The Pilgrim Rabbit, St Mary’s Church, Beverley

The “Pilgrim Rabbit” is one of my favourite medieval carvings and is located at the sacristy entrance within St Mary’s Parish Church, Beverley, East Yorkshire.

St Mary's Church, Beverley photograph by Hannah Rice
St Mary’s Church, Beverley. Photo copyright: Hannah Rice

The corbel carving, c.1330, is claimed to be the inspiration for Lewis Carroll’s White Rabbit who leads Alice down the hole into Wonderland. But could the Pilgrim Rabbit be a hare? There are also visual similarities with Carroll’s other character The March Hare, otherwise known as Haigha / The Messenger.

In Through the Looking Glass (Carroll, 1871) Haigha is the personal messenger to the White King and is visually alike to the Pilgrim Rabbit in this accompanying illustration by John Tenniel:

The King and the Messenger by John Tenniel. Illustration for the seventh chapter. 1865
The King and the Messenger by John Tenniel. Illustration for the seventh chapter. 1865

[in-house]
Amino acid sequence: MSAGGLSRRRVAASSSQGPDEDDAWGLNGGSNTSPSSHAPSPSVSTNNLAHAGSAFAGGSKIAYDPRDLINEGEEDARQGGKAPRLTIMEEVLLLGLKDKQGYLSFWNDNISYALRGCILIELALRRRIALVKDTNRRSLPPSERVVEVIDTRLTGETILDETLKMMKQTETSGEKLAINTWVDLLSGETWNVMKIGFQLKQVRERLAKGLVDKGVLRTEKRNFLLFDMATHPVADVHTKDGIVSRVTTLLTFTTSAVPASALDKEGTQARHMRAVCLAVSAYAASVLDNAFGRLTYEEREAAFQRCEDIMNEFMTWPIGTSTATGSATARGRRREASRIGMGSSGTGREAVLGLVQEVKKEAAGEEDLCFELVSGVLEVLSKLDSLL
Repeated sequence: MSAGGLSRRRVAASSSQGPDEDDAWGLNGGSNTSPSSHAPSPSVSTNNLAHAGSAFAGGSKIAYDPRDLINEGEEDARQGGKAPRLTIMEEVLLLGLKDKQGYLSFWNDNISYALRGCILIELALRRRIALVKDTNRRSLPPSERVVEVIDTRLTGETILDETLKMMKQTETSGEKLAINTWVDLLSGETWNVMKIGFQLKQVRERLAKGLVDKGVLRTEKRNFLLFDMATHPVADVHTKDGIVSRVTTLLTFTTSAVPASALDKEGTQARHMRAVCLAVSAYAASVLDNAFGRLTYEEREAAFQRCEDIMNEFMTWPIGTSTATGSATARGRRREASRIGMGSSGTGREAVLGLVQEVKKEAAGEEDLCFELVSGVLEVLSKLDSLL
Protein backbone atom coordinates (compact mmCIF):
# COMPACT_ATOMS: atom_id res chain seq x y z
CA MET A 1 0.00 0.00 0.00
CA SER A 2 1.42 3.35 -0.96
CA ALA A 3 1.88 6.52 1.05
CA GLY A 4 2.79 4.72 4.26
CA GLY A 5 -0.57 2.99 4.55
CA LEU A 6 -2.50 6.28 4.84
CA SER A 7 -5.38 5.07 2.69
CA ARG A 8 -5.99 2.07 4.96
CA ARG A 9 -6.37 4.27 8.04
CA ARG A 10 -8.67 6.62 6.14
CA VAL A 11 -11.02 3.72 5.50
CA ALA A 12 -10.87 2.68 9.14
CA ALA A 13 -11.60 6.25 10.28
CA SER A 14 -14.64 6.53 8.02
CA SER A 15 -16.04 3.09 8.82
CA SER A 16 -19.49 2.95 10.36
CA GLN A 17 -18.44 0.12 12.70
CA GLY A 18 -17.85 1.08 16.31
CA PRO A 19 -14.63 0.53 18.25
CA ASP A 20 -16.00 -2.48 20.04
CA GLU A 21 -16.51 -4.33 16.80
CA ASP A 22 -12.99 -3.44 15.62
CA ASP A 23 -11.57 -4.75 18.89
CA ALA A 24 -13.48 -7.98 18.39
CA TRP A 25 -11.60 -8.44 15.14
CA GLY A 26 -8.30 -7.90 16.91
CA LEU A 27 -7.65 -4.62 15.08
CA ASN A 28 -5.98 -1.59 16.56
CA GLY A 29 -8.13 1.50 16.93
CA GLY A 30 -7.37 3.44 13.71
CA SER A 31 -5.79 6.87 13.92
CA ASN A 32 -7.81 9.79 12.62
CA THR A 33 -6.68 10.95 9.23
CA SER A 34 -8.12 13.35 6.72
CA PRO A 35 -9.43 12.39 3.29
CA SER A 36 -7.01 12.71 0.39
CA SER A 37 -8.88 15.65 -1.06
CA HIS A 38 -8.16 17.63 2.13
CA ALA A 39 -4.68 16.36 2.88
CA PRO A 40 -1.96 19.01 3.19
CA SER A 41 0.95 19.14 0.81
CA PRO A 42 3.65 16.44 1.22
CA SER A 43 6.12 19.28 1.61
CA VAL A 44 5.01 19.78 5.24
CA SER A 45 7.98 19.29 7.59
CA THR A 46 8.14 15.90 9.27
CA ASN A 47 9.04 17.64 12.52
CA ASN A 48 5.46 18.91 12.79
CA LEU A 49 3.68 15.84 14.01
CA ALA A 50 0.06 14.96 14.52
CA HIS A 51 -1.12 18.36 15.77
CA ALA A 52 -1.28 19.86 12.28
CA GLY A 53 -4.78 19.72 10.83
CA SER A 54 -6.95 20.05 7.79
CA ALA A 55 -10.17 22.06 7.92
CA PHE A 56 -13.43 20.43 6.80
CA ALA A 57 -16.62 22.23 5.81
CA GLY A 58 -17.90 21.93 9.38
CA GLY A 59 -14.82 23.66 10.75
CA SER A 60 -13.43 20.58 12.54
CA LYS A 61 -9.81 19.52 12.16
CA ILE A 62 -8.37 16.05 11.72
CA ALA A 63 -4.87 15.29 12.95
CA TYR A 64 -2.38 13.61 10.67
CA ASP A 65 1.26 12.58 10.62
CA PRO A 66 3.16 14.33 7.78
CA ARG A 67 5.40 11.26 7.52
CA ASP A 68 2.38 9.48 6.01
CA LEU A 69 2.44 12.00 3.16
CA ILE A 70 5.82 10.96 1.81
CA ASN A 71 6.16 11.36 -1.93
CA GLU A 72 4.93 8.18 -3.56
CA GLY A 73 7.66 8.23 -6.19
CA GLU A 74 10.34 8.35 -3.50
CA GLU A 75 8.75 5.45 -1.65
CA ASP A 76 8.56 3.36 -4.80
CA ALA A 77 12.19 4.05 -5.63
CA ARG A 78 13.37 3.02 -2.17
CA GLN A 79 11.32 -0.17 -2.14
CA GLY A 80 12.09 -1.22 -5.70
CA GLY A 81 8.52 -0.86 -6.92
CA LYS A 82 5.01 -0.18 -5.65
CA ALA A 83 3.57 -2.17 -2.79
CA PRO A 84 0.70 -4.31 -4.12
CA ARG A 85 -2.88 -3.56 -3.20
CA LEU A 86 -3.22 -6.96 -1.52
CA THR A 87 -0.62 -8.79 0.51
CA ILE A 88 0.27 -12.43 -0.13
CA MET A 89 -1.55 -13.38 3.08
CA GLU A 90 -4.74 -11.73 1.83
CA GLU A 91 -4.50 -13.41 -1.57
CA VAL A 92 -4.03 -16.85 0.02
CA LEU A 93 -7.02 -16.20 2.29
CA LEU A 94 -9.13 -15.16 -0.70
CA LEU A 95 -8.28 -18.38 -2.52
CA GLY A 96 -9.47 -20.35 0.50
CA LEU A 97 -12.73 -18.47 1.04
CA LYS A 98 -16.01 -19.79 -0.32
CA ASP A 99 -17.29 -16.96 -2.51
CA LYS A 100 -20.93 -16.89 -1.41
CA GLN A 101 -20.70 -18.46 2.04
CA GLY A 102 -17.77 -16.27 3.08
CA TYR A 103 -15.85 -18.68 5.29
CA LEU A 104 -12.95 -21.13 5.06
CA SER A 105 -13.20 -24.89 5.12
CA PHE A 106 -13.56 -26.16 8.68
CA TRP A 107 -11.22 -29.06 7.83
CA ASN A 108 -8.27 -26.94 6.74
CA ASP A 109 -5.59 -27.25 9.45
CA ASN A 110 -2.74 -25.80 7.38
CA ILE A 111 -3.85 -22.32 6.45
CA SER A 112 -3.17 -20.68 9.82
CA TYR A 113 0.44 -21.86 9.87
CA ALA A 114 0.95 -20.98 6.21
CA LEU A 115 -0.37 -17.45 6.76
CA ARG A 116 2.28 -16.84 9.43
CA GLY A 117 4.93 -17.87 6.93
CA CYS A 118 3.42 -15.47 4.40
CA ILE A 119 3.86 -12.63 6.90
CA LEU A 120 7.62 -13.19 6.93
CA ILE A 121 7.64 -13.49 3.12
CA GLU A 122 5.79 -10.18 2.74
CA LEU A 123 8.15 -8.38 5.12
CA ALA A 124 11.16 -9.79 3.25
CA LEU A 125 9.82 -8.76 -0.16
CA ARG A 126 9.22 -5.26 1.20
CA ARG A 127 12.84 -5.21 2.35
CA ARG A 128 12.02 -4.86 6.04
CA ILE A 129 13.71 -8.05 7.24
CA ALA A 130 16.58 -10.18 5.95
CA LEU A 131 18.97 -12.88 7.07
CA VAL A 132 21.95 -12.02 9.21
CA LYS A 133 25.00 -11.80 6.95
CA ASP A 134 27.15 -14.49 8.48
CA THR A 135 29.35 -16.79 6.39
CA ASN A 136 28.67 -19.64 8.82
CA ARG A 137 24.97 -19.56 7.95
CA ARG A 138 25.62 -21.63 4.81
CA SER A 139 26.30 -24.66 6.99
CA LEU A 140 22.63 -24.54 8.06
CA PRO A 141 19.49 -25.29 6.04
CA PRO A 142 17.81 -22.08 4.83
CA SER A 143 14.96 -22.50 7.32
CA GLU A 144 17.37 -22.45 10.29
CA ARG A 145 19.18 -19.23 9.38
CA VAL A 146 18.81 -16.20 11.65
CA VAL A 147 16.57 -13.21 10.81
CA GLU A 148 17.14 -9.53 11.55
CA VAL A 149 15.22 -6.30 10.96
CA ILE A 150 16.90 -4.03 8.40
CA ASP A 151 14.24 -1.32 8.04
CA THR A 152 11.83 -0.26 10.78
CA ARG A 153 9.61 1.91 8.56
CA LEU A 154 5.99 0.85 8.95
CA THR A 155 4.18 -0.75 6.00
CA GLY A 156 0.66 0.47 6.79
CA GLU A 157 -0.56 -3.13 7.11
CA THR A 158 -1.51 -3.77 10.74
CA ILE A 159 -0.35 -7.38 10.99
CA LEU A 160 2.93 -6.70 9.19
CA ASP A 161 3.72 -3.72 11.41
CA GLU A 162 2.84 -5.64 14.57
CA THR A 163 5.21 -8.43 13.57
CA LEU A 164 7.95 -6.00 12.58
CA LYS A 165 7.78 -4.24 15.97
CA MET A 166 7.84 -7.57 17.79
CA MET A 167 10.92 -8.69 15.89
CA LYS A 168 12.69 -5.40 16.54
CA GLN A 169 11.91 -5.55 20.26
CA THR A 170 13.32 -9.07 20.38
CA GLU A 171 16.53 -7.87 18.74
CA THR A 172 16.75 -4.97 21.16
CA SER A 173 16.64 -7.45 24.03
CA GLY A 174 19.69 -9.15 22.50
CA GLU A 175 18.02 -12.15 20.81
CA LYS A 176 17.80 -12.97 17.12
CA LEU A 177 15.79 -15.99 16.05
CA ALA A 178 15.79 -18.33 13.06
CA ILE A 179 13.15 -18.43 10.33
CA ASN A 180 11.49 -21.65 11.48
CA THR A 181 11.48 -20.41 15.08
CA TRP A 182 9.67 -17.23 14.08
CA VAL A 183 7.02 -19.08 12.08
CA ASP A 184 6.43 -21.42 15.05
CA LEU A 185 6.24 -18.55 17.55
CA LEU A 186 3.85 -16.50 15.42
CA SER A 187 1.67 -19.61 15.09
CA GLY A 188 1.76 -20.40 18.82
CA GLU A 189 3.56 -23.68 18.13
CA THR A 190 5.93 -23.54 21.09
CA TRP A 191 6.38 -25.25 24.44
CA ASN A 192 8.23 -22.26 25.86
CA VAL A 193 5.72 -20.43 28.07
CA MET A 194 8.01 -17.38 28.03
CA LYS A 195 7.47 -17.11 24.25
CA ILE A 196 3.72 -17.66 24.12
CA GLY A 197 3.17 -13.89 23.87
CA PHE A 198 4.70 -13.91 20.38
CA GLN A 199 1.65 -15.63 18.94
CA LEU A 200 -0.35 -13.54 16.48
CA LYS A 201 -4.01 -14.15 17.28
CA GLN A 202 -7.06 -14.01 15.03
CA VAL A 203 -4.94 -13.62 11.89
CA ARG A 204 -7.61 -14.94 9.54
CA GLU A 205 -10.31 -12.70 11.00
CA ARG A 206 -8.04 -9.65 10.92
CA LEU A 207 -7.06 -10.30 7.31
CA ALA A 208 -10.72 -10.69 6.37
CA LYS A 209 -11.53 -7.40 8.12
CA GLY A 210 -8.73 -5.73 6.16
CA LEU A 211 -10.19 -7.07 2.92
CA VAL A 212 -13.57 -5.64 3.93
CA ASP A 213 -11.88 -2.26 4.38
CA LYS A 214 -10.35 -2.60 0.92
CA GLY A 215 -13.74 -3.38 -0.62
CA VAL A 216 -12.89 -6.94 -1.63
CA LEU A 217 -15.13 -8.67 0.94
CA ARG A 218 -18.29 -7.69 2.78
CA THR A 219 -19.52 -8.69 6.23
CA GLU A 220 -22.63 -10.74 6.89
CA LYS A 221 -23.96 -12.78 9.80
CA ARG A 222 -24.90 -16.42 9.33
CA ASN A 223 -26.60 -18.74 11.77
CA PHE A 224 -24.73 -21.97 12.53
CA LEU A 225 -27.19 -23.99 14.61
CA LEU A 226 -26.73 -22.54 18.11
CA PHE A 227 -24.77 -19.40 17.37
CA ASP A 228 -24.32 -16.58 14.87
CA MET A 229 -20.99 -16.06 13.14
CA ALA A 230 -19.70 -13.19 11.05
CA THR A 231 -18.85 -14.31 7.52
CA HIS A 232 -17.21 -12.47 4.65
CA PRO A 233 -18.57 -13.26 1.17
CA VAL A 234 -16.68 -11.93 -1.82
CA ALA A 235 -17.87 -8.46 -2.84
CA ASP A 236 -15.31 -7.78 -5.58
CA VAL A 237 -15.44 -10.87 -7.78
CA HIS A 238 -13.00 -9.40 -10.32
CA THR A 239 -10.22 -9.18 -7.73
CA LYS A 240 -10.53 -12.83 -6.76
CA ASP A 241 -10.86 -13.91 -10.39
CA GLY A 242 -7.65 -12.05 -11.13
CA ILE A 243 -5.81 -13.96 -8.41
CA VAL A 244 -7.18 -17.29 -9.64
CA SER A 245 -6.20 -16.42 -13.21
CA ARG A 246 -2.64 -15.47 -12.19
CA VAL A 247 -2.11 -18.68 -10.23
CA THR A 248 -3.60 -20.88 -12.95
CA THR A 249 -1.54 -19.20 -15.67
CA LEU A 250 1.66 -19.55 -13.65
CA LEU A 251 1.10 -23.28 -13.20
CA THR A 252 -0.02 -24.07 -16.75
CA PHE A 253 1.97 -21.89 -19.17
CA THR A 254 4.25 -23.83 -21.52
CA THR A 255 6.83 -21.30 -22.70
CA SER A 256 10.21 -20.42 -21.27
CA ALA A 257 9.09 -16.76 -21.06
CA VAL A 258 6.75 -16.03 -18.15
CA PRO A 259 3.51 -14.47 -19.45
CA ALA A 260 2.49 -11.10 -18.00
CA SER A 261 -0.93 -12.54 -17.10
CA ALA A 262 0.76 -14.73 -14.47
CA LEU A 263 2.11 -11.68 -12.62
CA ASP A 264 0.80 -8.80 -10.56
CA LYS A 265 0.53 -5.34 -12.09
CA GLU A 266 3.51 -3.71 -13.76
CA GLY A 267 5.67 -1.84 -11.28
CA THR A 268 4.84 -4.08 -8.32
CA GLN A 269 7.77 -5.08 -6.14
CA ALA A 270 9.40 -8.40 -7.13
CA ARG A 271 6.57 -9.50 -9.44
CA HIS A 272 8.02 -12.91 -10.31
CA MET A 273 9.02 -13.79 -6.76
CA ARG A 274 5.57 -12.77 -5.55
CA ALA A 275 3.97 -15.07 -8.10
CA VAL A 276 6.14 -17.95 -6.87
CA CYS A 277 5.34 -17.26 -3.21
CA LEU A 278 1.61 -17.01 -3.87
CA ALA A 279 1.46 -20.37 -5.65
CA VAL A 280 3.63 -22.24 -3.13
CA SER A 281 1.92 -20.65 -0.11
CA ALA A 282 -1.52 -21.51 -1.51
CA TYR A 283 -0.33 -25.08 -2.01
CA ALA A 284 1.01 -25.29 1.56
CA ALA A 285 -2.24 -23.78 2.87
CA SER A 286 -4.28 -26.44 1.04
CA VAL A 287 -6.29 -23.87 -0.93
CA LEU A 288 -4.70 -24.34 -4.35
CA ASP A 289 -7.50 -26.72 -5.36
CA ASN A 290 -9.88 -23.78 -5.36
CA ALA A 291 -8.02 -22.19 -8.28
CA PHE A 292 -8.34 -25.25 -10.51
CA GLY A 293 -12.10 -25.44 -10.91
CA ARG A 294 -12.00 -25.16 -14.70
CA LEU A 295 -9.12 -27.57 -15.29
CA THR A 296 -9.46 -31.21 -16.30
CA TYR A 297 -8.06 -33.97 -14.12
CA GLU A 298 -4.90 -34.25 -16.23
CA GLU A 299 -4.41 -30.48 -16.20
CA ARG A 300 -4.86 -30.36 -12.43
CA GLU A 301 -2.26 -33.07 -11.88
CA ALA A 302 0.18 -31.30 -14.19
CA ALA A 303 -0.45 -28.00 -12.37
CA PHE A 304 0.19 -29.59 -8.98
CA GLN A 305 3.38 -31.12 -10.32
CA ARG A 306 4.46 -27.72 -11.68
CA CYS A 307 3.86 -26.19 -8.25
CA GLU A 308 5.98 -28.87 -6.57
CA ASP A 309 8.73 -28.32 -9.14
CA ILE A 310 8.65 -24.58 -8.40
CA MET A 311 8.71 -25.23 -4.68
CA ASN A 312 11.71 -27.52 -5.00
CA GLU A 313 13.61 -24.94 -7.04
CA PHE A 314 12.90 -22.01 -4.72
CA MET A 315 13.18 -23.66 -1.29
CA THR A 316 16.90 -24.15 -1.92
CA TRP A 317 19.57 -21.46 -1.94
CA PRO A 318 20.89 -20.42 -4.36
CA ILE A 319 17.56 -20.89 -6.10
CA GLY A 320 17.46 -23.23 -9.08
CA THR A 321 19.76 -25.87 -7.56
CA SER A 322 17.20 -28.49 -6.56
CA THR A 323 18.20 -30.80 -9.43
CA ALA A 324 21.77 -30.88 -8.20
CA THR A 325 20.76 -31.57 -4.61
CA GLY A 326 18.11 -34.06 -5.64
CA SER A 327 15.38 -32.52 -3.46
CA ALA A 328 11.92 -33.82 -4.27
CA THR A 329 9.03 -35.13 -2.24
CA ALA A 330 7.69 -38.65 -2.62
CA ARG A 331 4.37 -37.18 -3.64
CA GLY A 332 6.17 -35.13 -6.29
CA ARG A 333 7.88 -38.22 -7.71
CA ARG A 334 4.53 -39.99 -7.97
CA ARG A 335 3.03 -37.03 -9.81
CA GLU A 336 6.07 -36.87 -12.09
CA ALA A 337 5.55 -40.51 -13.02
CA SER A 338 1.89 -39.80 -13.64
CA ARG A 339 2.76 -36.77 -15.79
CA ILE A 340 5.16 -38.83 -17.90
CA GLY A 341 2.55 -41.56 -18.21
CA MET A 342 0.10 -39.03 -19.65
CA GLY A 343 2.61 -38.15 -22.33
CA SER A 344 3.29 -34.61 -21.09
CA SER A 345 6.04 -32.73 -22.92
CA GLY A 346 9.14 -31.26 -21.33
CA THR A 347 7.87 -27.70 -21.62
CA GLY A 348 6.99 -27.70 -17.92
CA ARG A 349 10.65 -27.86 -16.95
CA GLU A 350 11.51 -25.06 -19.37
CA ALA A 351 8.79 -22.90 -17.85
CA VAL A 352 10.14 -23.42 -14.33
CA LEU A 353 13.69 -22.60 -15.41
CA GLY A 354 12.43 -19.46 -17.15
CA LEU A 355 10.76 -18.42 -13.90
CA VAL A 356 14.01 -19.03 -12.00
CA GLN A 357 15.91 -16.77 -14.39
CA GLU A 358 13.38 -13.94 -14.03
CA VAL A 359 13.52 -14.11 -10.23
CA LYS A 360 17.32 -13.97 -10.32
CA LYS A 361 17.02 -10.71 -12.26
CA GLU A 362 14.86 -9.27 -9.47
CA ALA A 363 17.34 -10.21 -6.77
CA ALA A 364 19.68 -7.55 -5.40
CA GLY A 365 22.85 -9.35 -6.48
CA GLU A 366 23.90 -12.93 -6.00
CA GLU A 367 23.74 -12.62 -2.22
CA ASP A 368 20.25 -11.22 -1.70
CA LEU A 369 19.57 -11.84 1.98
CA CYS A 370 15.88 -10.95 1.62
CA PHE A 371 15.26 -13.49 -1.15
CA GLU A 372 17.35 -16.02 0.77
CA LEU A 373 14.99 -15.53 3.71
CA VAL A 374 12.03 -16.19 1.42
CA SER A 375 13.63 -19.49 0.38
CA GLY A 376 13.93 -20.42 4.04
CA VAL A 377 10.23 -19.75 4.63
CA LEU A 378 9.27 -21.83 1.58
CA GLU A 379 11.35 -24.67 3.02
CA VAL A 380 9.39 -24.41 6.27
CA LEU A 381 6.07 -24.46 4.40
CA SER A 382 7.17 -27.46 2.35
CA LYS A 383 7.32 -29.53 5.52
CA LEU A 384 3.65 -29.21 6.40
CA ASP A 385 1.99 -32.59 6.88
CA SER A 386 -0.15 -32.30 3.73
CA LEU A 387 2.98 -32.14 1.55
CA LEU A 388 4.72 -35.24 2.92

From a visit to St Mary’s Church in Beverley, I created a model of the Pilgrim Rabbit (see above Sketchfab model embed) using photogrammetry techniques – quite a change from my usual poly-by-poly modelling in Blender.

Pilgrim Rabbit Photogrammetry in Autodesk 123DCatch
Pilgrim Rabbit Photogrammetry in Autodesk 123DCatch

To do this I took a series of photographs of the sculpture, around 25, gaining as much coverage as I could from all angles. I then imported these photographs  into Autodesk 123D Catch to create a mesh, and uploaded the obj file along with the texture file to Sketchfab. The model turned out better than I expected, particularly as the area above the rabbit was quite difficult for me to photograph with the sculpture being above head height.

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